If you’re new to the industry and don’t know how things work, it can feel like one of those 419 “Nigerian Prince” scams where someone promises to send you millions, but one if you hand over a few grand first.
Initially, no deposit bonuses entice all players, but only a few of them remain when they realise what’s required to collect that offer.
There are other reasons as well, of course.
Firstly, no deposit bonuses are more likely to attract low stake players. These casual gamblers sign in and deposit maybe once or twice a week and rarely spend more than £20 at a time. They are cautious, careful, and not the sort of player that casinos profit from.
On the flip side, a bigger spender who typically deposits £1,000+ at a time is very lucrative for a casino, but they’re also not interested in £10 no deposit bonuses.
Secondly, the lack of a deposit means the casino has nothing to gain if the player collects their funds, spends every last penny, and then leaves.
The casino’s margins are big enough to cover these losses and keep going, and even if just 10% of players become regulars it’s still a worthwhile promotion. But it’s probably not as effective as a matched deposit offer or cashback offer when it comes to player retention.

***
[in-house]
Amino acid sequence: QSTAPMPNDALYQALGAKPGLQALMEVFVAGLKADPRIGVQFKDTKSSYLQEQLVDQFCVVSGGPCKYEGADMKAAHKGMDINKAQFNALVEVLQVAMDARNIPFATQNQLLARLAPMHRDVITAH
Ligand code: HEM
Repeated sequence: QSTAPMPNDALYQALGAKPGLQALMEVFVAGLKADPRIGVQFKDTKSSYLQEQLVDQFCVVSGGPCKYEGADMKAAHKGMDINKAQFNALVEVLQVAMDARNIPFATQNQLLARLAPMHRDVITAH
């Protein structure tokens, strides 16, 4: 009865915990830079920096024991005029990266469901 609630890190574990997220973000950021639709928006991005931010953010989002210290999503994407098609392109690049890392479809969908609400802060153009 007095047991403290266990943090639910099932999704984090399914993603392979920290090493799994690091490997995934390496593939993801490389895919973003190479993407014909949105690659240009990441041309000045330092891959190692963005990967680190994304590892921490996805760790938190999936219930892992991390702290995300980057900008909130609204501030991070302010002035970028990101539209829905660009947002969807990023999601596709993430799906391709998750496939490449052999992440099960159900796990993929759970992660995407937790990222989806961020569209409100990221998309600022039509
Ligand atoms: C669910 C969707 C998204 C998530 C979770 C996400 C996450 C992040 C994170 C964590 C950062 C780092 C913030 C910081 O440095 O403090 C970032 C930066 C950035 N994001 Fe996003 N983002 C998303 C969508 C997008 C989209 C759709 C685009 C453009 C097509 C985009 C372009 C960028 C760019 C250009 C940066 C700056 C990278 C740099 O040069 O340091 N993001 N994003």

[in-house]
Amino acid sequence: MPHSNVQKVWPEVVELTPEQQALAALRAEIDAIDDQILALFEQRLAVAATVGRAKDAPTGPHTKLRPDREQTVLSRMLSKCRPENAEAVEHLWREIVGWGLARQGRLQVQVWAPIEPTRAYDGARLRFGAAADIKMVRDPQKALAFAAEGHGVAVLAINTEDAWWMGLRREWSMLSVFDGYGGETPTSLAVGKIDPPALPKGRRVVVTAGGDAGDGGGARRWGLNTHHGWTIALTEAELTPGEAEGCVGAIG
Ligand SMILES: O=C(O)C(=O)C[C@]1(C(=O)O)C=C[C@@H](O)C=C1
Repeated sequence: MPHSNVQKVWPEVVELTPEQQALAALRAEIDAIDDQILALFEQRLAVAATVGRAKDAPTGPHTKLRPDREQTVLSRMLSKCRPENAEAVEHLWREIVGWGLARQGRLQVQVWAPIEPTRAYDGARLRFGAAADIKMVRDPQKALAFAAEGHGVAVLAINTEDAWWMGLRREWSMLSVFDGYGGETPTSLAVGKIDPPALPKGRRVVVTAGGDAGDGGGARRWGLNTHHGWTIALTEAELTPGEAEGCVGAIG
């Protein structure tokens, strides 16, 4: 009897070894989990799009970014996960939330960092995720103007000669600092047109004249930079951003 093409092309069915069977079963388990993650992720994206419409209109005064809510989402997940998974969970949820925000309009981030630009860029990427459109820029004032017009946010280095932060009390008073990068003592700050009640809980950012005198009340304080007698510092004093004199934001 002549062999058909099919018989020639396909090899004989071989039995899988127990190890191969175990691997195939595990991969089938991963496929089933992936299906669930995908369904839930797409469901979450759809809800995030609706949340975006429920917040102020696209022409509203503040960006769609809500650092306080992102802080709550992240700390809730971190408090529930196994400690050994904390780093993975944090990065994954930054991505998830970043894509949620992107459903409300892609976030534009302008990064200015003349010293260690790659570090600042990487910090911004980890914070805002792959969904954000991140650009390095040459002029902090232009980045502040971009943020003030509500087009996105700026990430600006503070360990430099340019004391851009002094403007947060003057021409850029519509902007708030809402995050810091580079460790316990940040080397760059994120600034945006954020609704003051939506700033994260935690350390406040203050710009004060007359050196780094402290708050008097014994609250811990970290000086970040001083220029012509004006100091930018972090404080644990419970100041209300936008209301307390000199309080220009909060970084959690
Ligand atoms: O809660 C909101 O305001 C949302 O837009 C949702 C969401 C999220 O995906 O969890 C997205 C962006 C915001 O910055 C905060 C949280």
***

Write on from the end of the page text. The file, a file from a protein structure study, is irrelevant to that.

What are the Best No Deposit Casinos?
No deposit casinos aren’t as common as they used to be, but you can still find them if you know where to look. We have reviewed many of these casinos and you can find links to them below.
Just click, sign up, and play. Alternatively, you can read our reviews on each of these casinos to learn more about them.
FAQs about No Deposit Casino Bonuses
There is nothing inherently scammy about a no deposit casino. It can seem a little too good to be true, but as noted above, there are many factors that tilt things in the casino’s favour. There are scam operators out there, but they’re easily found and dismissed. Just look for sites that are regulated by the UK Gambling Commission.
Contrary to what some players seem to believe, it’s not so the casino can somehow trick or exploit you. It’s not even so they can add your details to the newsletter list and spam you. It’s all down to the regulator. Simply put, casinos are required to verify the details of all players, regardless of whether they have deposited or not.
It depends on the site, but as these bonuses cost more for the casino and carry a greater risk, the offers tend to be smaller. Most no deposit bonuses are around £5 to £20, and it’s rare to find anything higher. You may also be offered bundles of spins with a similar collective value.
They are more commonly offered to new players than active ones, but if you’re loyal enough and make a lot of bets, the casino may give you a no deposit bonus. In such cases, the wagering requirements are often much lower.